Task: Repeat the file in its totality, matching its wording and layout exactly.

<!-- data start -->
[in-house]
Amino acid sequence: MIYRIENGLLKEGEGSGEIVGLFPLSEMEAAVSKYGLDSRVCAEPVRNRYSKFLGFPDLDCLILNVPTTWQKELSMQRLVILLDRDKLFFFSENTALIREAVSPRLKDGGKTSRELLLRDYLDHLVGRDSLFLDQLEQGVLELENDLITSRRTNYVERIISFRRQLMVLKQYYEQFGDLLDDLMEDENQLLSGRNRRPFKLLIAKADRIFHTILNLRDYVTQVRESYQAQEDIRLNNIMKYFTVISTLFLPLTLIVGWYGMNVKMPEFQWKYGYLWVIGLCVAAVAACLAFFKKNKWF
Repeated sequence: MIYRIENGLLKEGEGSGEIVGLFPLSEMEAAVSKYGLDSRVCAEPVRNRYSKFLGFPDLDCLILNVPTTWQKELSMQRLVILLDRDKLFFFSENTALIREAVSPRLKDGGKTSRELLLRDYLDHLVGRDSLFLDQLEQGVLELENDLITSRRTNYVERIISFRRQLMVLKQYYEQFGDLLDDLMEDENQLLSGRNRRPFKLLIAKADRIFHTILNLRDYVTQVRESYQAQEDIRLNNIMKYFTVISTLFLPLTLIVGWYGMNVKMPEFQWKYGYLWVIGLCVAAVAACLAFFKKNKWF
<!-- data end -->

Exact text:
[in-house]
Amino acid sequence: MIYRIENGLLKEGEGSGEIVGLFPLSEMEAAVSKYGLDSRVCAEPVRNRYSKFLGFPDLDCLILNVPTTWQKELSMQRLVILLDRDKLFFFSENTALIREAVSPRLKDGGKTSRELLLRDYLDHLVGRDSLFLDQLEQGVLELENDLITSRRTNYVERIISFRRQLMVLKQYYEQFGDLLDDLMEDENQLLSGRNRRPFKLLIAKADRIFHTILNLRDYVTQVRESYQAQEDIRLNNIMKYFTVISTLFLPLTLIVGWYGMNVKMPEFQWKYGYLWVIGLCVAAVAACLAFFKKNKWF
Repeated sequence: MIYRIENGLLKEGEGSGEIVGLFPLSEMEAAVSKYGLDSRVCAEPVRNRYSKFLGFPDLDCLILNVPTTWQKELSMQRLVILLDRDKLFFFSENTALIREAVSPRLKDGGKTSRELLLRDYLDHLVGRDSLFLDQLEQGVLELENDLITSRRTNYVERIISFRRQLMVLKQYYEQFGDLLDDLMEDENQLLSGRNRRPFKLLIAKADRIFHTILNLRDYVTQVRESYQAQEDIRLNNIMKYFTVISTLFLPLTLIVGWYGMNVKMPEFQWKYGYLWVIGLCVAAVAACLAFFKKNKWF